What's it like to be on a semester of research leave?
I kind of feel bad saying that when everyone else is in the throes of mid-term grading, when people I know are in crappy jobs, and when there are much more serious problems in the world than the textual and historical questions I've been spending my time on.
But it is true. And no one ever explained this to me before. I have two close friends who had year-long leaves recently and did not seem to be enjoying them at all. They were each in her own way consumed with anxiety about not producing enough, not having enough time, not being enough of whatever she thought she should be. Colleagues in my own department who have had leaves in recent years similarly reported to me that they wished they had written more, travelled more, or slept more.
With my colleagues, most of whom I'm only casually friendly with, I suppose this might simply be a demonstration of their mastery of either Academic Imposter Syndrome or Academic Faux Insecurity One-Upmanship Discourse: "oh, I'm such a failure, I only wrote four chapters this semester" "oh no, I'm the failure -- I only got a national award this semester" etc. (The conversation is excruciating either way, whether it comes from a psychic place of suffering or dominance.) Smaller versions of this get played out at the end of each summer and winter break, too.
But my close friends were genuinely frazzled and anxious near the end of their leaves. So I approached mine with some caution, having seen what I really didn't want to experience for myself. I counted the days of my leave, vowing to make the most of them. I wrote up plans. I set goals. I did all the things I'd been doing for the last ten years in this job. And then I decided to chuck most of that and try doing things differently. Because although the past ten years have been good in many ways, I haven't been as successful or as happy as I would like, at least as regards my research career.
And it's been awesome.
I took a break from this space for a variety of reasons -- not least of all my sense of needing to withdraw and turn inward for a little while. But also because I've been trying to figure out what I wanted to say, or how to say it. As I often remind my students, it's usually easier to write about a piece of literature that you don't absolutely love. If you love it, it's hard to develop a critical stance, a clear perspective. Now, I don't have a critical stance in this space, per se, or at least not a defined one -- but I've certainly found it easier to write those posts in which I'm complaining or critiquing someone or something. It's harder to say "I'm doing well." Or at least it seems more boring.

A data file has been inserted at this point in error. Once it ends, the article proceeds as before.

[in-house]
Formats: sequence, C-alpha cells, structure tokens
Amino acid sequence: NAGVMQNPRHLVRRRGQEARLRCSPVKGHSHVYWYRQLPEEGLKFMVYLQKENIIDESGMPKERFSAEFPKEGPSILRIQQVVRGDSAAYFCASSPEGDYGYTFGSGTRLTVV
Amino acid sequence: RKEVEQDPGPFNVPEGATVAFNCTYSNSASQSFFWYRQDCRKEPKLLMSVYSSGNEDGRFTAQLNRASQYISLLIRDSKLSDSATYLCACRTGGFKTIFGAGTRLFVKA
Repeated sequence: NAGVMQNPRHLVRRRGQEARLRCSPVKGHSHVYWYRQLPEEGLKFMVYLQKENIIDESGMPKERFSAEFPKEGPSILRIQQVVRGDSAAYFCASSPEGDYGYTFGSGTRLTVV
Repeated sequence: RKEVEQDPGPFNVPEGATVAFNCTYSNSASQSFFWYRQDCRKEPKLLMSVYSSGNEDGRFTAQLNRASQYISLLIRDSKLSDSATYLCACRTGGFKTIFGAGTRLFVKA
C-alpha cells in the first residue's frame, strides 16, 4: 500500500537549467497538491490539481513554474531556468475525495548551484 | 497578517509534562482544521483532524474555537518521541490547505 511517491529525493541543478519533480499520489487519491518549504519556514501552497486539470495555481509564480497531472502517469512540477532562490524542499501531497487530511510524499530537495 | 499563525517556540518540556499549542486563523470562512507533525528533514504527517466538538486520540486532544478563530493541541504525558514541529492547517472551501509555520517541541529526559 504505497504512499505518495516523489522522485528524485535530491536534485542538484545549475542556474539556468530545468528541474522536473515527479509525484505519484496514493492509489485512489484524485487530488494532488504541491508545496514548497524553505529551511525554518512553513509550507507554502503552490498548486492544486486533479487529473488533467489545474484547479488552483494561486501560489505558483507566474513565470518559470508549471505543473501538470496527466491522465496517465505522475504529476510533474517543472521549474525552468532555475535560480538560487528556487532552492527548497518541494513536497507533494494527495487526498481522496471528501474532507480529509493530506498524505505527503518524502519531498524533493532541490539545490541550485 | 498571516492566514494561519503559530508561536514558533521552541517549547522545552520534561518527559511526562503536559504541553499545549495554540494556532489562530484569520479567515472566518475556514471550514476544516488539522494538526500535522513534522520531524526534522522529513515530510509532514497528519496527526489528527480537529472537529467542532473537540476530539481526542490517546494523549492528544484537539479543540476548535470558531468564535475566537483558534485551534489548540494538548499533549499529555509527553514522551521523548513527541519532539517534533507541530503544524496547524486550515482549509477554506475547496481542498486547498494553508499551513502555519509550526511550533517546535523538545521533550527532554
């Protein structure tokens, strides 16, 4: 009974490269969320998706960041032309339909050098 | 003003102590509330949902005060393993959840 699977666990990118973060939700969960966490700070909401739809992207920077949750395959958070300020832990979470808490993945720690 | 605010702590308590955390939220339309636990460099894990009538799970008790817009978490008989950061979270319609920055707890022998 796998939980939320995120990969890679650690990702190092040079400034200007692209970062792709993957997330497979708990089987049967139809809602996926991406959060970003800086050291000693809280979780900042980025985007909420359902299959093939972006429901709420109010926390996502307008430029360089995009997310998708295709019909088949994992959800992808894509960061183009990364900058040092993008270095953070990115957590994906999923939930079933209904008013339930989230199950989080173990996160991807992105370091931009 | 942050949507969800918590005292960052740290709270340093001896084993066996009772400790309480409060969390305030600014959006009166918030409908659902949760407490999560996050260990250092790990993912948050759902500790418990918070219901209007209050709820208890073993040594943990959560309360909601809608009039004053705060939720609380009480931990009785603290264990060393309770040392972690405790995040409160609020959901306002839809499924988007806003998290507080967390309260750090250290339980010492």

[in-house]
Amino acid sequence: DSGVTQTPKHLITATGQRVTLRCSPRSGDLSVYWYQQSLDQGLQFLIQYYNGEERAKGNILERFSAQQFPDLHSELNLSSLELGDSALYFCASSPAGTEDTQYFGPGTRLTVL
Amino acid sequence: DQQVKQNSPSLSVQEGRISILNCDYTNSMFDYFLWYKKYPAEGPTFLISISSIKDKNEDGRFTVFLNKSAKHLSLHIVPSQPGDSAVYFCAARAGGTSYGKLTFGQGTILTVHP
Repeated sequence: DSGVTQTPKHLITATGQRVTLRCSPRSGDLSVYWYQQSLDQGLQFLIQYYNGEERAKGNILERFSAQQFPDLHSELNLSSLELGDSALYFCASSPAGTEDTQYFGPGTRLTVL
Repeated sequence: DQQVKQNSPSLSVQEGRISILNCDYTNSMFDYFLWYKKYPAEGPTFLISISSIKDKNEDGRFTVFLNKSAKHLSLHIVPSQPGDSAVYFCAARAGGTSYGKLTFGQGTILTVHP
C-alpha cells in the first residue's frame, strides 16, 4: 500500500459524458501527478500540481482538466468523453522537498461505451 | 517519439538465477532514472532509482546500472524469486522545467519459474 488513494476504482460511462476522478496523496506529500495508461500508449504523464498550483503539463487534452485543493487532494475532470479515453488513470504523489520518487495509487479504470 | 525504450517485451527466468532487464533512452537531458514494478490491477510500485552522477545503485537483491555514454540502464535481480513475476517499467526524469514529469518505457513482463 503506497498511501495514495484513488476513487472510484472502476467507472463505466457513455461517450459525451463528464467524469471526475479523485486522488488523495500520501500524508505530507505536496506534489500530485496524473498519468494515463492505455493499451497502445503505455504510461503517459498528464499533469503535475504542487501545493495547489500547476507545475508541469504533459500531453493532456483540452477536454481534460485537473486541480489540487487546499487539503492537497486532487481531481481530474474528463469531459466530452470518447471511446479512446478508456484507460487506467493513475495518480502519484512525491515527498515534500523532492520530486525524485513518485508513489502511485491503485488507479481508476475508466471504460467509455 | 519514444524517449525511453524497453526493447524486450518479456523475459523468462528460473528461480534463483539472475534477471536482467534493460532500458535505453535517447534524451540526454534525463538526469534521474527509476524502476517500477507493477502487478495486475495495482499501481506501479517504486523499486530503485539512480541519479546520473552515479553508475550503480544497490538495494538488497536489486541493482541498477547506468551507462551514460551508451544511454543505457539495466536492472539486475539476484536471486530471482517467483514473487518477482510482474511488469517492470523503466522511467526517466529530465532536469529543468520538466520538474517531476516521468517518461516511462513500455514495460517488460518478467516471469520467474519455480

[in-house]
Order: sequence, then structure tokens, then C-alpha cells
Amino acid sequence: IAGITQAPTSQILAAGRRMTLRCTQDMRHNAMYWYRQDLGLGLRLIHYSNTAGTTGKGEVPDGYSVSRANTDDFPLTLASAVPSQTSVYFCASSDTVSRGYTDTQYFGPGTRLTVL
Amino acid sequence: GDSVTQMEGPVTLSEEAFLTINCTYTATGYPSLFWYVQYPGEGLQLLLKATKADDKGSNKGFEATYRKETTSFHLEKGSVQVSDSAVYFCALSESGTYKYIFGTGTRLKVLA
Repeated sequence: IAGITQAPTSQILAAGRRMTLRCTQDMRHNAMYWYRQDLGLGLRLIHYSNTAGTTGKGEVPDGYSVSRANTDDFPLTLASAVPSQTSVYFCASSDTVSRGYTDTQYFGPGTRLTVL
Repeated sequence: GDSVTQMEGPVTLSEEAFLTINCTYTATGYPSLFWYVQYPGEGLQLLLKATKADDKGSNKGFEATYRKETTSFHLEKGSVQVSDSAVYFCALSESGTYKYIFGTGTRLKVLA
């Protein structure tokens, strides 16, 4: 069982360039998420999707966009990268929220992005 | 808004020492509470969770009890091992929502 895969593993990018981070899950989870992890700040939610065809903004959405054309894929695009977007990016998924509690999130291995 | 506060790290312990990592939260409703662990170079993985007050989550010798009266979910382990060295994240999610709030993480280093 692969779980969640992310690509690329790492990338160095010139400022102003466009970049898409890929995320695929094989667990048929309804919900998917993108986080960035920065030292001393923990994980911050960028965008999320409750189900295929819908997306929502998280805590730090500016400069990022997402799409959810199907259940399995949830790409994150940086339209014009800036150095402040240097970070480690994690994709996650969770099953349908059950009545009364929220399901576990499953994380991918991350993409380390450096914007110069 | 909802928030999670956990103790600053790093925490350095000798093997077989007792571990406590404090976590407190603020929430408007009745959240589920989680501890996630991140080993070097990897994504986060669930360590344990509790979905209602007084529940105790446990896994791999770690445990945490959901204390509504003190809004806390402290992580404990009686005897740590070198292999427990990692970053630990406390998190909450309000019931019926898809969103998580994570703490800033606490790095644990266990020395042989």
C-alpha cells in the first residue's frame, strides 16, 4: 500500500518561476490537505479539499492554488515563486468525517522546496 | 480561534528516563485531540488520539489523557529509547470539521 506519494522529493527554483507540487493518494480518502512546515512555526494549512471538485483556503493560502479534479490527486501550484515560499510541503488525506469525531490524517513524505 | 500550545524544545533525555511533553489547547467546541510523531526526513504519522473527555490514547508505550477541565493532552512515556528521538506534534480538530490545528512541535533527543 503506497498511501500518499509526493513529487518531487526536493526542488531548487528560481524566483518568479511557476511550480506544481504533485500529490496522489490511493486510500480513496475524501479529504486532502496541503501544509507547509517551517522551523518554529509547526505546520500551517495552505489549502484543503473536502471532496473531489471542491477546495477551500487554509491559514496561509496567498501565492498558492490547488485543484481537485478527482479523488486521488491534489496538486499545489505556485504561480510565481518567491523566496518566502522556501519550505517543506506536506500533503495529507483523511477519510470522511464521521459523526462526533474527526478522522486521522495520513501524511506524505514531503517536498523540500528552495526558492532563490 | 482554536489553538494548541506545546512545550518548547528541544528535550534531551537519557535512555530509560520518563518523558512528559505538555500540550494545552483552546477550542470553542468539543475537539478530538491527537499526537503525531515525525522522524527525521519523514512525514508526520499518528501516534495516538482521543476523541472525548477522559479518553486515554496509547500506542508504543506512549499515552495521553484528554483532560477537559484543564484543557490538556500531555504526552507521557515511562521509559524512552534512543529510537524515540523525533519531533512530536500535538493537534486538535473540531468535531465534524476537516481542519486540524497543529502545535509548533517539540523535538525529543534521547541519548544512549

I don't think that is just due to the Insecurity Discourse (though a shadow of that ran through my spine as I typed the last sentence: who am I to say I'm doing well, when I haven't met X publishing milestones?). It's more a sense of "who would want to listen to someone who's happy? isn't that irritating?"
Maybe it is. But I'm not really writing in this space for my audience -- I'm always surprised and glad if you're reading it. What I do know is irritating is continually listening to people who are bitter and negative all the time (my Elderly Parent being a prime example, though there are others in my life). So I'm going to see if I can figure out how to write about some good stuff. I'm highly trained in critique -- of self and others -- and I don't expect to lose that. But what would it mean to think and write about happiness for a while? I'm going to try and find out.